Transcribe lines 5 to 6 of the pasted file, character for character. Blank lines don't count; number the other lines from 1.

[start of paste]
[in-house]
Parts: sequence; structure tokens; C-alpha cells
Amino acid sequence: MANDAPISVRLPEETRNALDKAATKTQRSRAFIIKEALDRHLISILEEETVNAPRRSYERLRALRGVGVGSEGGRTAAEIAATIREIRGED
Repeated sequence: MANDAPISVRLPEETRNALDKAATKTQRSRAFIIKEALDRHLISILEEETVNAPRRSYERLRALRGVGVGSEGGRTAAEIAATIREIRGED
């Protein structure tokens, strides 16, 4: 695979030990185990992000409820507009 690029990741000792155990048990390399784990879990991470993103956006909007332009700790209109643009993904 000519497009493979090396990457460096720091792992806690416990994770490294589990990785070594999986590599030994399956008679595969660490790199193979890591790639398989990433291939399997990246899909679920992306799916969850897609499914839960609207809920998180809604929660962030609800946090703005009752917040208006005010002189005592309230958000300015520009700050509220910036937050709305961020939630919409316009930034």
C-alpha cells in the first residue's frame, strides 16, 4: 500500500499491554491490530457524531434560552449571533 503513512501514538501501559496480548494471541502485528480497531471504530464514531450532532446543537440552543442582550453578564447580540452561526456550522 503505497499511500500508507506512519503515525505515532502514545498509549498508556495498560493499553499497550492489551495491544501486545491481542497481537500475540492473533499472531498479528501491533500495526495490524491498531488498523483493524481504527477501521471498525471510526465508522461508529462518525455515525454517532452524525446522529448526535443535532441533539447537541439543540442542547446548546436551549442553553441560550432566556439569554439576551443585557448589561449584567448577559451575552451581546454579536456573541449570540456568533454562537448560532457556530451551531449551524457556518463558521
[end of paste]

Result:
């Protein structure tokens, strides 16, 4: 695979030990185990992000409820507009 690029990741000792155990048990390399784990879990991470993103956006909007332009700790209109643009993904 000519497009493979090396990457460096720091792992806690416990994770490294589990990785070594999986590599030994399956008679595969660490790199193979890591790639398989990433291939399997990246899909679920992306799916969850897609499914839960609207809920998180809604929660962030609800946090703005009752917040208006005010002189005592309230958000300015520009700050509220910036937050709305961020939630919409316009930034």
C-alpha cells in the first residue's frame, strides 16, 4: 500500500499491554491490530457524531434560552449571533 503513512501514538501501559496480548494471541502485528480497531471504530464514531450532532446543537440552543442582550453578564447580540452561526456550522 503505497499511500500508507506512519503515525505515532502514545498509549498508556495498560493499553499497550492489551495491544501486545491481542497481537500475540492473533499472531498479528501491533500495526495490524491498531488498523483493524481504527477501521471498525471510526465508522461508529462518525455515525454517532452524525446522529448526535443535532441533539447537541439543540442542547446548546436551549442553553441560550432566556439569554439576551443585557448589561449584567448577559451575552451581546454579536456573541449570540456568533454562537448560532457556530451551531449551524457556518463558521